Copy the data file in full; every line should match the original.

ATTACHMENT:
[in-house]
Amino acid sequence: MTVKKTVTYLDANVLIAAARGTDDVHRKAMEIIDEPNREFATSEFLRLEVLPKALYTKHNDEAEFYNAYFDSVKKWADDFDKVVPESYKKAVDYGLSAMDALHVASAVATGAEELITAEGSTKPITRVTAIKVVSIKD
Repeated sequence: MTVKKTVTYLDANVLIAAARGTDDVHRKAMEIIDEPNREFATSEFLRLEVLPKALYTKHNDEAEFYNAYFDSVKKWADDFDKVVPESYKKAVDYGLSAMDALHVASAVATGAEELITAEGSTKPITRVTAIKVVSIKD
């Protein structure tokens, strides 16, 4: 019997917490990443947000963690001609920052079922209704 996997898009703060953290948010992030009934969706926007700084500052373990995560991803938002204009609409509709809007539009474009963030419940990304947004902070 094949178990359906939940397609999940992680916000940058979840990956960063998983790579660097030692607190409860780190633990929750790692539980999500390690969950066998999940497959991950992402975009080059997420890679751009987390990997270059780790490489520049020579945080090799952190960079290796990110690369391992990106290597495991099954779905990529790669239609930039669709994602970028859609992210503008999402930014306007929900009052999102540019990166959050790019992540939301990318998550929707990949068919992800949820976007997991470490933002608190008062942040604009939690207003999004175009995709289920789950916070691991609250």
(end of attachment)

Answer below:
[in-house]
Amino acid sequence: MTVKKTVTYLDANVLIAAARGTDDVHRKAMEIIDEPNREFATSEFLRLEVLPKALYTKHNDEAEFYNAYFDSVKKWADDFDKVVPESYKKAVDYGLSAMDALHVASAVATGAEELITAEGSTKPITRVTAIKVVSIKD
Repeated sequence: MTVKKTVTYLDANVLIAAARGTDDVHRKAMEIIDEPNREFATSEFLRLEVLPKALYTKHNDEAEFYNAYFDSVKKWADDFDKVVPESYKKAVDYGLSAMDALHVASAVATGAEELITAEGSTKPITRVTAIKVVSIKD
């Protein structure tokens, strides 16, 4: 019997917490990443947000963690001609920052079922209704 996997898009703060953290948010992030009934969706926007700084500052373990995560991803938002204009609409509709809007539009474009963030419940990304947004902070 094949178990359906939940397609999940992680916000940058979840990956960063998983790579660097030692607190409860780190633990929750790692539980999500390690969950066998999940497959991950992402975009080059997420890679751009987390990997270059780790490489520049020579945080090799952190960079290796990110690369391992990106290597495991099954779905990529790669239609930039669709994602970028859609992210503008999402930014306007929900009052999102540019990166959050790019992540939301990318998550929707990949068919992800949820976007997991470490933002608190008062942040604009939690207003999004175009995709289920789950916070691991609250």